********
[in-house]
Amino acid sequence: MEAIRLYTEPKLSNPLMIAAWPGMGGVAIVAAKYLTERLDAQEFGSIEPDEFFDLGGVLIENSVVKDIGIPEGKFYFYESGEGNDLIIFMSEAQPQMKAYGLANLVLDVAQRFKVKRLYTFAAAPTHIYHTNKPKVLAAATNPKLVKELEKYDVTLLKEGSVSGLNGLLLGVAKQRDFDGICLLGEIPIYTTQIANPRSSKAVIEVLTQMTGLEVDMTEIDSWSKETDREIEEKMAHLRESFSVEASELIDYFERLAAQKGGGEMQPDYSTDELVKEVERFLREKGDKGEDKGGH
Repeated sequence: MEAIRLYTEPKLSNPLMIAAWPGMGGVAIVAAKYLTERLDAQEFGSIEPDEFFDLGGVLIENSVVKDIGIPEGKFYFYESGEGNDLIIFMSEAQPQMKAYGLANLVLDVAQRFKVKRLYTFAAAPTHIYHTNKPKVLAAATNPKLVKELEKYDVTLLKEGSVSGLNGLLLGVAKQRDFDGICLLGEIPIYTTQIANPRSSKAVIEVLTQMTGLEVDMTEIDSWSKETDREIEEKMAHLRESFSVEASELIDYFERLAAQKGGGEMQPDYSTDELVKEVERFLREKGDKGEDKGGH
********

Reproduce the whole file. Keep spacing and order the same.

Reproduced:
[in-house]
Amino acid sequence: MEAIRLYTEPKLSNPLMIAAWPGMGGVAIVAAKYLTERLDAQEFGSIEPDEFFDLGGVLIENSVVKDIGIPEGKFYFYESGEGNDLIIFMSEAQPQMKAYGLANLVLDVAQRFKVKRLYTFAAAPTHIYHTNKPKVLAAATNPKLVKELEKYDVTLLKEGSVSGLNGLLLGVAKQRDFDGICLLGEIPIYTTQIANPRSSKAVIEVLTQMTGLEVDMTEIDSWSKETDREIEEKMAHLRESFSVEASELIDYFERLAAQKGGGEMQPDYSTDELVKEVERFLREKGDKGEDKGGH
Repeated sequence: MEAIRLYTEPKLSNPLMIAAWPGMGGVAIVAAKYLTERLDAQEFGSIEPDEFFDLGGVLIENSVVKDIGIPEGKFYFYESGEGNDLIIFMSEAQPQMKAYGLANLVLDVAQRFKVKRLYTFAAAPTHIYHTNKPKVLAAATNPKLVKELEKYDVTLLKEGSVSGLNGLLLGVAKQRDFDGICLLGEIPIYTTQIANPRSSKAVIEVLTQMTGLEVDMTEIDSWSKETDREIEEKMAHLRESFSVEASELIDYFERLAAQKGGGEMQPDYSTDELVKEVERFLREKGDKGEDKGGH